© Anushka Bose. All rights reserved.*
‘Remembering my home’
My family’s old home on Sixth Street, Dhahran Main Camp. Picture taken on my last trip to the Kingdom, January 2020.
There’s a reason why groups and associations rooted in overcoming challenges are as special as they are: AA, support groups for health conditions, groups centered around shared activities, etc. The bond of shared experiences transcends — or more realistically, limits—the perfunctory small talk that individuals engage in when meeting someone new and helps us volley sentiments back and forth rooted in a similar way of being. Recently, another third culture kid reached out to me via LinkedIn because she found one of my articles on another blog. Through that connection, we sprouted a growing friendship between the two of us. Topics that normally would feel too intense to engage in with just anybody feel like the natural turn among us. It got me thinking, the Aramco ExPats/or to broaden the topic, the Expat community at large operates on a similar wavelength. The knot of the shared experience makes us stay in contact with the feelings that shaped our identity so profoundly. The fact that a simple story, picture, or memory on the Facebook groups of Aramco Brats or Aramco ExPats strikes up a conversation and connection between others is immensely beautiful.
The Expat community experiences a plethora of emotions that vacillate between the categories of gain and loss. We lose something to gain something, and those gains don’t make those losses disappear. We carry that ambivalence within us wherever we go, and it’s that ambivalence of holding both the gains and losses together that often helps us understand the knot of our shared, lived experiences or even shared emotional experiences. It’s those emotional experiences that help me connect with kindred spirits in the Aramco ExPat community and the broader Third Culture Kid umbrella. There may be several differences among us Expats, but the knot of our shared experience symbolizes that there is some deep place in our hearts in which we recognize each other, in which the feelings of familiarity and belonging exist.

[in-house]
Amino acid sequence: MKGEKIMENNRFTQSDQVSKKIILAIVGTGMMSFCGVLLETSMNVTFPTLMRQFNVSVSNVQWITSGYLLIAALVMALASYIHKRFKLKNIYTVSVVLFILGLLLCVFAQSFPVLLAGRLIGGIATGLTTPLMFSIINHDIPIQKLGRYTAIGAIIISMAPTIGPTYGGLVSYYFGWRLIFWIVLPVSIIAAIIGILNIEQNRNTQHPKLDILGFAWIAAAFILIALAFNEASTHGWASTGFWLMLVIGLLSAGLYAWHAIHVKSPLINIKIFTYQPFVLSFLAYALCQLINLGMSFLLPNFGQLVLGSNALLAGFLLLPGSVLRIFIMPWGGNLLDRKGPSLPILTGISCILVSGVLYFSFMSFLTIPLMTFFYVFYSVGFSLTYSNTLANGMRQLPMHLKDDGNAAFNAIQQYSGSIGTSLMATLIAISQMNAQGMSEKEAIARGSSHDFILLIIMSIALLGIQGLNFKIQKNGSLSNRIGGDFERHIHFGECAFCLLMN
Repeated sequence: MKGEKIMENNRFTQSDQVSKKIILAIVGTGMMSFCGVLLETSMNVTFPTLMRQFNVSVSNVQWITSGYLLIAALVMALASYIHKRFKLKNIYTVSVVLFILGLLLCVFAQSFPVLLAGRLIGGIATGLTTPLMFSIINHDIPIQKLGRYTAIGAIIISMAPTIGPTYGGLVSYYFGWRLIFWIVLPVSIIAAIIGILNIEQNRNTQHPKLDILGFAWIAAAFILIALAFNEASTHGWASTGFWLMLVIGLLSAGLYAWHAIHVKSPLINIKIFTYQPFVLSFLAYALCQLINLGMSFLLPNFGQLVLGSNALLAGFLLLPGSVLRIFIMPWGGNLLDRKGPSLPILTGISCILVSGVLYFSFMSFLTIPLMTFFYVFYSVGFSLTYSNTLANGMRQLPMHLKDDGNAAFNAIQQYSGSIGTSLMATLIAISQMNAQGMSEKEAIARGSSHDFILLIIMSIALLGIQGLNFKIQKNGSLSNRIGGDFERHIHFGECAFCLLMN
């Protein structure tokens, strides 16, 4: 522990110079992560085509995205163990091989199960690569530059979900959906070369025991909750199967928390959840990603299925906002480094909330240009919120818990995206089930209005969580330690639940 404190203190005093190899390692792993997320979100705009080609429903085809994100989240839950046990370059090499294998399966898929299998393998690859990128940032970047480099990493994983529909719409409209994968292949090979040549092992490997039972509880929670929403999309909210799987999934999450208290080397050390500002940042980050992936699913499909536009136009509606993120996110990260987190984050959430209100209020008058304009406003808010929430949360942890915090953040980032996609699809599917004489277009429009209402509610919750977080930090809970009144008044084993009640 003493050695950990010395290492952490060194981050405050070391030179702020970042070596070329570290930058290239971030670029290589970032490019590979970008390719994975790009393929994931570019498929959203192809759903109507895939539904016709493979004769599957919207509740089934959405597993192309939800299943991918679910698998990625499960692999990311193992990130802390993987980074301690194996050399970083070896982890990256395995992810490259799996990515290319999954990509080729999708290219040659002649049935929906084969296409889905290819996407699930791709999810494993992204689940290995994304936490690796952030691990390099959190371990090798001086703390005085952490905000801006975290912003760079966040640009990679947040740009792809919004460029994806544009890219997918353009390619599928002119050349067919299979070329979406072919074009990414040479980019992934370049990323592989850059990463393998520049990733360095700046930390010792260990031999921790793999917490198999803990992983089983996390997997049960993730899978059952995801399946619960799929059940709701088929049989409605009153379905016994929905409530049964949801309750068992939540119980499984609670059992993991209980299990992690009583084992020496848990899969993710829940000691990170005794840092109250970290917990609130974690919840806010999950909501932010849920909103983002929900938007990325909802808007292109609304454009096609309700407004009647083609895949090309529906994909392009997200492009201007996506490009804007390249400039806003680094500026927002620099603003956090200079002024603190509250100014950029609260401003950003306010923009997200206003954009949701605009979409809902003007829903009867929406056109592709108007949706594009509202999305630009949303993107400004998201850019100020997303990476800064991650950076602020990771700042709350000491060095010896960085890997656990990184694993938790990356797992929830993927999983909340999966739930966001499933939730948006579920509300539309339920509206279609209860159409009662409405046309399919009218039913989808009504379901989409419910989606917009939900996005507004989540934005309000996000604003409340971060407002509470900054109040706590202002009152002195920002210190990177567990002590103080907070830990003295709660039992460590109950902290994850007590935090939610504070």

I do not intend to state that, no matter what, all Expats will find each other to be kindred spirits and likable just by the virtue of their “Expat identity.” Instead, I find that there is already an existing platform on which the seeds for connection and mutual understanding exist for Expats to form friendships. Individuals surely need to harbor an affinity for exploring that connection and each other’s stories, but the knot of shared experiences makes that space for exploration that much more wholesome, almost like these connections/people feel like a mirror to us — showing us a reflection of our core feelings revolving around adventure and loss under the disguise of a different name and a different life story, tethered at the same knot.
To end, I would love to turn the lens on you: What has been your most cherished, serendipitous connection with another Expat (Aramco or not). Where did you find yourself—physically and emotionally—when you encountered another kindred spirit who was able to understand the profound emotions that comes with the Expat life? What did you take away from that moment of connection?
Anushka is a Graduate Student at Korbel School of International Studies at the University of Denver. She spent her youth growing up in Dhahran, where she attended Dhahran Elementary, Dhahran Middle School, and Dhahran Academy. She loves learning about new cultures and is fascinated by the diversity that brings us all together, especially the expatriate community, where the only thing that is common is that we are all different, in culture, religion, and the perspectives we hold. One day she hopes to publish a book on the third culture kid experience. Dhahran holds a big place in her heart.
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